Polio (also called poliomyelitis) is a contagious, historically devastating disease that was virtually eliminated from the Western hemisphere in the second half of the 20th century. Although polio has been around since ancient times, its most extensive outbreak occurred in the first half of the 1900s until the polio vaccine was introduced in 1955.
At the height of the polio epidemic in 1952, nearly 60,000 cases with more than 3,000 deaths were reported in the United States alone. However, with widespread vaccination, wild-type polio, or polio occurring through natural infection, was eliminated from the United States by 1979 and the Western hemisphere by 1991.
Polio is a viral illness that, in about 95% of cases, actually produces no symptoms at all (called asymptomatic polio). In the 4% to 8% of cases in which there are symptoms (called symptomatic polio), the illness appears in three forms:
People who have abortive polio or nonparalytic polio usually make a full recovery. However, paralytic polio, as its name implies, causes muscle paralysis — and can even result in death.
In paralytic polio, the virus leaves the intestinal tract and enters the bloodstream, attacking the nerves (in abortive or asymptomatic polio, the virus usually doesn't get past the intestinal tract). The virus may affect the nerves governing the muscles in the limbs and the muscles necessary for breathing, causing respiratory difficulty and paralysis of the arms and legs.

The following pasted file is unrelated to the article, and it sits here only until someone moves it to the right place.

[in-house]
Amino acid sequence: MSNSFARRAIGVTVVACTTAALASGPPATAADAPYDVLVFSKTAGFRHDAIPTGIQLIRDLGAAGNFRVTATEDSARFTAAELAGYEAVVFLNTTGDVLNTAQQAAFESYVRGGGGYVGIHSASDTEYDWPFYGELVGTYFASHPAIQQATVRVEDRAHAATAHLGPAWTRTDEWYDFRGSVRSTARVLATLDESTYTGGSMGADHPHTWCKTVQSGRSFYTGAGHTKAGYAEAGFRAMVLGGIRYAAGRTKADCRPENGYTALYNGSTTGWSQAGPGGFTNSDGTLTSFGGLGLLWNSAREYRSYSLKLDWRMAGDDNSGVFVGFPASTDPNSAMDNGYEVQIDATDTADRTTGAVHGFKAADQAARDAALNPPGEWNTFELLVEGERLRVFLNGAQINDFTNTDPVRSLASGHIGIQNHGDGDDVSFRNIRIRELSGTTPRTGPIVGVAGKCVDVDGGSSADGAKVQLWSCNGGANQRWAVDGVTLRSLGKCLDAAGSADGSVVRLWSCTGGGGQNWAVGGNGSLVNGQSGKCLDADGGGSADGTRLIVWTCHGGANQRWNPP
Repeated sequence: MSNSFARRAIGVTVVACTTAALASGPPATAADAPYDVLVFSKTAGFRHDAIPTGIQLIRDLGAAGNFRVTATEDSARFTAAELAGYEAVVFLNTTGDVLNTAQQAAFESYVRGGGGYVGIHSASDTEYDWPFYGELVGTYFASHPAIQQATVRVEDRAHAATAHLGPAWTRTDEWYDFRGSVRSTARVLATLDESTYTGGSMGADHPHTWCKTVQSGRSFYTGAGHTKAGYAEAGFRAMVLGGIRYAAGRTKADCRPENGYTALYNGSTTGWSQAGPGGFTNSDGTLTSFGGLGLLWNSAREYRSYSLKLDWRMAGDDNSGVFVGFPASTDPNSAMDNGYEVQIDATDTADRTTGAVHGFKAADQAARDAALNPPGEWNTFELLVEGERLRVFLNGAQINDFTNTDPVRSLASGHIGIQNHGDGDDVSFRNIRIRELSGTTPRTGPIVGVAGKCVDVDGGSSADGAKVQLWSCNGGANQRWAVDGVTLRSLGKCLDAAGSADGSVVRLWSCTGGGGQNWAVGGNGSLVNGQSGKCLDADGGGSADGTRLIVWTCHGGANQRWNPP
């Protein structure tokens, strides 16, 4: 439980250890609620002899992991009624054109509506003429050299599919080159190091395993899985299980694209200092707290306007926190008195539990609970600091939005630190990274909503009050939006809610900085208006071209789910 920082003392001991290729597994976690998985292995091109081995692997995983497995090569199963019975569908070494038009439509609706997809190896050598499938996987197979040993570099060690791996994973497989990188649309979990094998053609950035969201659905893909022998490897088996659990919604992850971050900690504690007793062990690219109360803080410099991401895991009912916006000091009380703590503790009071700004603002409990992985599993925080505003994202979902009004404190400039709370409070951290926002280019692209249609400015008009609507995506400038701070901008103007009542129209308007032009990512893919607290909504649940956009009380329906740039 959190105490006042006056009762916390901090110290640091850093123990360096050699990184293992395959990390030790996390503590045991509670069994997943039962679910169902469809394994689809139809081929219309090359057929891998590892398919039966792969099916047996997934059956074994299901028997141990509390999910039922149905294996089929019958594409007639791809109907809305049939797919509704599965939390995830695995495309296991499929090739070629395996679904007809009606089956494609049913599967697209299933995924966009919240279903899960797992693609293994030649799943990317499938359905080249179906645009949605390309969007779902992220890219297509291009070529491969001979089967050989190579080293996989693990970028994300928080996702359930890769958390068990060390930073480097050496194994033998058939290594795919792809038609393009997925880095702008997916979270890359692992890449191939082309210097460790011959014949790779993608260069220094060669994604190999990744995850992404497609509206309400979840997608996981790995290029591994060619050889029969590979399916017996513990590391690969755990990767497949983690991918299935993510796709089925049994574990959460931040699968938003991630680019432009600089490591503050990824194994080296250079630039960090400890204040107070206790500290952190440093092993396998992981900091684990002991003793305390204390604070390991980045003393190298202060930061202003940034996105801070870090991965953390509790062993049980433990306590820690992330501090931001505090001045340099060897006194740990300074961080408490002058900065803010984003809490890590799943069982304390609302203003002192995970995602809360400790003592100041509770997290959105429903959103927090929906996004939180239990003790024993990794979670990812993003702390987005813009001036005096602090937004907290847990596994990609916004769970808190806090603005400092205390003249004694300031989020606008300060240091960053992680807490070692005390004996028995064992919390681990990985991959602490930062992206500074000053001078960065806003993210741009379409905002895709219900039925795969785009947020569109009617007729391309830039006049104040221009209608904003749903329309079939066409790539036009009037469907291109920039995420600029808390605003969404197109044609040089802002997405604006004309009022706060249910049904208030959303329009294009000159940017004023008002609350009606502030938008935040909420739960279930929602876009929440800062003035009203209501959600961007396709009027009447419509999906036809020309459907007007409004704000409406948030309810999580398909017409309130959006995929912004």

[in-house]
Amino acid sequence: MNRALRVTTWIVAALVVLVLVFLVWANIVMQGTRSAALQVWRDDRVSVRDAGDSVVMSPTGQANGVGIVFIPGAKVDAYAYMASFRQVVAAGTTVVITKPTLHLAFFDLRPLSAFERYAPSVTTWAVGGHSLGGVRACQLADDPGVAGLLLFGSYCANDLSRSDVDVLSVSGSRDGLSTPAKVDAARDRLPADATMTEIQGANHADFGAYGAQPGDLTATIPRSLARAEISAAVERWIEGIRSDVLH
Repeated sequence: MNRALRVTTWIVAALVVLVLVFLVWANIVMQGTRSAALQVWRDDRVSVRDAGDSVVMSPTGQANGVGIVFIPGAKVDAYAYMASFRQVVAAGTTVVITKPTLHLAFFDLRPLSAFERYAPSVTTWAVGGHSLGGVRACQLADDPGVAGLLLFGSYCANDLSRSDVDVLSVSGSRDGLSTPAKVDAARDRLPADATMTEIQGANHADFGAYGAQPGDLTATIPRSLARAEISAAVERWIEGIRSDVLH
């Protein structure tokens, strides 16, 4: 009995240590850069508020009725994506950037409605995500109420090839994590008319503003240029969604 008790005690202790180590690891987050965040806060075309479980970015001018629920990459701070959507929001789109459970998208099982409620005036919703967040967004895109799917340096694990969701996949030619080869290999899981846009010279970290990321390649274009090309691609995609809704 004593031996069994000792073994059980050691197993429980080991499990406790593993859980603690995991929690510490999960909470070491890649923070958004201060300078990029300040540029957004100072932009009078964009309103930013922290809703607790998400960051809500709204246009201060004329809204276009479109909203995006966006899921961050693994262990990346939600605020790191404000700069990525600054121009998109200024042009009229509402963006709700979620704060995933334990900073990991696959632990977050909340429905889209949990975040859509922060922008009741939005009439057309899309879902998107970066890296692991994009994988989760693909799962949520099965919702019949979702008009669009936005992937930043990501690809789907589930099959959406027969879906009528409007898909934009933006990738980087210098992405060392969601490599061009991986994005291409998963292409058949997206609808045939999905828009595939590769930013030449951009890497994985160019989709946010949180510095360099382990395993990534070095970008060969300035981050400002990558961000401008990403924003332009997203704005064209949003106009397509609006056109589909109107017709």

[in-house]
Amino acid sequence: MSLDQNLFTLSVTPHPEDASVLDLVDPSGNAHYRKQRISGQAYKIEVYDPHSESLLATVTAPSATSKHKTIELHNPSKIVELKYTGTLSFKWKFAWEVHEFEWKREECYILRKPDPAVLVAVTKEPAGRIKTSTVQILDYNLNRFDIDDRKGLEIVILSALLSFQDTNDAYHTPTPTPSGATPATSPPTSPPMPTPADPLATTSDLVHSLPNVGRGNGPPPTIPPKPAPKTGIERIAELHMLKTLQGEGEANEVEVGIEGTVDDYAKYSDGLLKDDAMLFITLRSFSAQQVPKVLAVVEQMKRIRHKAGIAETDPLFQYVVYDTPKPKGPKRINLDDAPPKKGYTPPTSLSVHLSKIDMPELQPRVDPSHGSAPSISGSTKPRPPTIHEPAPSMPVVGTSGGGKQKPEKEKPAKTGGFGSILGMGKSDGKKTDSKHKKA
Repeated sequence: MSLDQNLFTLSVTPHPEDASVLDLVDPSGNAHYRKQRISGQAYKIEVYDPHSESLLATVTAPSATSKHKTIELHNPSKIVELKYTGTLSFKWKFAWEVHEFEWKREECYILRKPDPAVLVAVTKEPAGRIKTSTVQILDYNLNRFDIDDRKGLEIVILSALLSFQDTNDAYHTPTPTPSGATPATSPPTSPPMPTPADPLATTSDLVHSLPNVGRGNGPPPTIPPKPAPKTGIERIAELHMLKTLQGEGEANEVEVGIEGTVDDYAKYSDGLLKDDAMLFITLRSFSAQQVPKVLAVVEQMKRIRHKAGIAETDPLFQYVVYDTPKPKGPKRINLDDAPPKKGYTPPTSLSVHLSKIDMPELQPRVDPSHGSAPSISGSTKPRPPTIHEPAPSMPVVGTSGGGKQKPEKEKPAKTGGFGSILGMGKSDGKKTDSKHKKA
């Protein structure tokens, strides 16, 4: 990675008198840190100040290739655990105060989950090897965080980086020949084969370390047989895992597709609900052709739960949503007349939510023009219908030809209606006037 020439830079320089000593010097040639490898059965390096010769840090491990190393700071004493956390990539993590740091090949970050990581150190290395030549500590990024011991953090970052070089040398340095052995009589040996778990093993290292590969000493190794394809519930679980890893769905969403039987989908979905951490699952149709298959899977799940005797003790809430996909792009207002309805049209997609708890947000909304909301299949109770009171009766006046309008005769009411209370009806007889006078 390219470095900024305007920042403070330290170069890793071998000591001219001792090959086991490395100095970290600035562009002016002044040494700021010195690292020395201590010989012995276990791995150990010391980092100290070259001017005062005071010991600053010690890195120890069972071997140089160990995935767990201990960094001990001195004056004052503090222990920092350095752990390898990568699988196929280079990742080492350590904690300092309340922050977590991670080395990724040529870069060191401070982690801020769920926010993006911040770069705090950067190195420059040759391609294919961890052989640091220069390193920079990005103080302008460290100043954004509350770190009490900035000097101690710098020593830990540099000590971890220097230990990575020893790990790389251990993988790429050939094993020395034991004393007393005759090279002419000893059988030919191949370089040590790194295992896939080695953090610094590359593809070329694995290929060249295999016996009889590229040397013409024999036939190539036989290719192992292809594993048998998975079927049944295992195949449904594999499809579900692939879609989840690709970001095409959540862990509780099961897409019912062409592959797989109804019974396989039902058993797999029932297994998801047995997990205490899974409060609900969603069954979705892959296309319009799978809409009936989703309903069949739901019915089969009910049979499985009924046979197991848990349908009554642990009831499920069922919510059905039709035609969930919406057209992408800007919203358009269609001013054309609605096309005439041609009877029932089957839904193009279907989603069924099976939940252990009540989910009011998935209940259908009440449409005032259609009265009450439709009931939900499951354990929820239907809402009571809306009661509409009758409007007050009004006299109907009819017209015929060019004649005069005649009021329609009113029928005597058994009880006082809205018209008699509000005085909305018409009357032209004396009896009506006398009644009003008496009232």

Polio is transmitted primarily through the ingestion of material contaminated with the virus found in stool (poop). Not washing hands after using the bathroom and drinking contaminated water were common culprits in the transmission of the disease.
In the United States, it's currently recommended that children have four doses of inactivated polio vaccination (IPV) between the ages of 2 months and 6 years.
By 1964, the oral polio vaccine (OPV) had become the recommended vaccine. OPV allowed large populations to be immunized because it was easy to administer, and it provided "contact" immunization, which means that an unimmunized person who came in contact with a recently immunized child might become immune, too.
The problem with OPV was that, in very rare cases, paralytic polio could develop either in immunized children or in those who came in contact with them. Since 1979 (when wild polio was eliminated in the United States), the approximately 10 cases per year of polio seen in this country were traced to OPV.